Sisterhood Blog

Asking for Help: Men vs. Women

By Rebecca Honig Friedman

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Common wisdom and social-scientific studies hold that men are less likely to ask for help than women are, a phenomenon that spreads across arenas as mundane as asking for directions and as serious as getting help for clinical depression. But according to a recent survey, there’s one realm in which men are more likely to ask others for help faster than women are — technology.

The U.K. tech support service Gadget Helpline found that 64% of men didn’t read the manual before calling for help, while only 24% of women committed this tech-misdemeanor, according to the BBC. That means, in the asking-for-directions analogy, when it comes to technology, men are less likely than women are to scrutinize “the map” (i.e. the manual) before giving up and asking a stranger for directions.

The technology blog Gizmodo attributes this discrepancy to laziness on the part of men. I would go further and argue that it’s part of the same phenomenon by which girls tend to be more diligent students than boys. So, too, women are probably more likely to be diligent consumers, doing their research before coming to ask the teacher a question, or at least following directions more exactly.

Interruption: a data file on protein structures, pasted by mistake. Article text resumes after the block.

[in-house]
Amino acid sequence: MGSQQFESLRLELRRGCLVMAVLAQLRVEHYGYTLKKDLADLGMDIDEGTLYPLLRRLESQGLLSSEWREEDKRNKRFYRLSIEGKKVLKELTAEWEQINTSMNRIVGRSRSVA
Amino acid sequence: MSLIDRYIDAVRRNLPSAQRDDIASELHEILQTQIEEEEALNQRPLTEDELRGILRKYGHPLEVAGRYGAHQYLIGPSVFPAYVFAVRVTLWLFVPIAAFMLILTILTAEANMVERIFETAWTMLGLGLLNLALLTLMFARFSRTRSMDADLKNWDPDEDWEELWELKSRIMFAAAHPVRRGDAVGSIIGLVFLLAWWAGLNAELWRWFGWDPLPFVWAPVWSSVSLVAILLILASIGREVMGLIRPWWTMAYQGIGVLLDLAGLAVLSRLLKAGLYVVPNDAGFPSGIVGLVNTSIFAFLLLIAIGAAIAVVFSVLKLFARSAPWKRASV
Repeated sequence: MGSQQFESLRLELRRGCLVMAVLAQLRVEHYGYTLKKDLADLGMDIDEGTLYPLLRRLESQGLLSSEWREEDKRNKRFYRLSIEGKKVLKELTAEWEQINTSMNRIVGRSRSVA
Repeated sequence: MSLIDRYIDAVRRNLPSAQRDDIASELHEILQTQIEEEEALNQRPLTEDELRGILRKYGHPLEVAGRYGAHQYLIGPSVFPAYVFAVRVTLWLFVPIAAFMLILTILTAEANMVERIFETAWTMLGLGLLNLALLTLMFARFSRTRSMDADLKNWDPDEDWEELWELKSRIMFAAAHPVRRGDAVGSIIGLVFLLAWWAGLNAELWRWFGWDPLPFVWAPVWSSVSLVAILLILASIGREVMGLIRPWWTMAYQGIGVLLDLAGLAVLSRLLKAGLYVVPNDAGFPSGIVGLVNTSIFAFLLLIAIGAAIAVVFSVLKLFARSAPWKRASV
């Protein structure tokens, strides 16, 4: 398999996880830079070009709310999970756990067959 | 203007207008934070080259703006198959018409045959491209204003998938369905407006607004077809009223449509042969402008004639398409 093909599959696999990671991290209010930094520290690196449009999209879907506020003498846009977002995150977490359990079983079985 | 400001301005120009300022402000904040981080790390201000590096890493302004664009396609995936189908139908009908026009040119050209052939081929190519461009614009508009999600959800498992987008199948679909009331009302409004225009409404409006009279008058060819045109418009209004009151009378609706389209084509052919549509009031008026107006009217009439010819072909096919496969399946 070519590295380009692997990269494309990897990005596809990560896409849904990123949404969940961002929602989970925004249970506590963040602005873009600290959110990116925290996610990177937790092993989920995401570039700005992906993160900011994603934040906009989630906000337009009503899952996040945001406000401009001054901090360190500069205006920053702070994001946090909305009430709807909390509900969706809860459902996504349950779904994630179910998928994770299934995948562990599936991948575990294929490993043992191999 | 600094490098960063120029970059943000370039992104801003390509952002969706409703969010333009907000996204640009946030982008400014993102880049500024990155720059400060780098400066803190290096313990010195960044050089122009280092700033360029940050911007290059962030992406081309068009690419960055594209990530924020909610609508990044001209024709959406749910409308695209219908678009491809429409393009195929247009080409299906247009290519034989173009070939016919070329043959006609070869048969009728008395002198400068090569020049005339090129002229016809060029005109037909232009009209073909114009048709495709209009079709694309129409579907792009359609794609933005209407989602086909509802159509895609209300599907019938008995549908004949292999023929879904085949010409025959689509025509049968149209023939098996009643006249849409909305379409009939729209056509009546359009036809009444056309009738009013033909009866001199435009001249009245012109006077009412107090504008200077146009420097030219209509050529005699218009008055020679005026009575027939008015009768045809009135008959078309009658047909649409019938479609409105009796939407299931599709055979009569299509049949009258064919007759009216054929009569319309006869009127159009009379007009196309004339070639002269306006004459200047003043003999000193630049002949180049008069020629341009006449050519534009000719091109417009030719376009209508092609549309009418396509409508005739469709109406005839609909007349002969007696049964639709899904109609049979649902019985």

Or, perhaps, knowing one’s way technologically is less a point of pride for men than knowing one’s way geographically. While men may be reluctant to admit that their innate sense of direction has failed them and they don’t know the way from point A to point B, they may not have the same expectation of being able to navigate the more specialized fields of technology, gadgetry and electronics on their own.

And ultimately, I think, men may just be so eager to get their new toys working that they don’t want to waste time trying to figure it out by themselves when they can get immediate help from a professional — and without even leaving the house!

I can perfectly understand that impulse, but men and women both would do well to stop for a brief moment to check on the basics before calling tech support. The survey found that 12% of men and 7% of women “simply needed to plug in or turn on their appliance,” a task for which most of us don’t need to consult the manual.

Dan Friedman Mon. Nov 16, 2009

It's also a question of trust in the authority of the guide. Tech manuals are, in general, badly designed, badly written and unwieldy in size. Maps, on the other hand, are small, often well-designed and largely trustworthy. I'm not about to excuse idiots of either gender who don't check they're plugged in and turned on, though!

Bing Tue. Dec 8, 2009

I don't know why men think they are so on top, because I don't even think Adam was a male; I think Adam was the female and the word just got switched around...ya know how men are and how they switch things around?? Well, I think they switched that around somehow too. Anyway, I think Adams rib wasn't a rib at all; I think it was something....lets just say "down there". And this gives the reason why men have beards and women don't, and it also gives the reason why women don't have that "rib" anymore. They are completely f*ing up this world just as they did when the f*d up the Garden of Eden. Yes, they DO switch things around!

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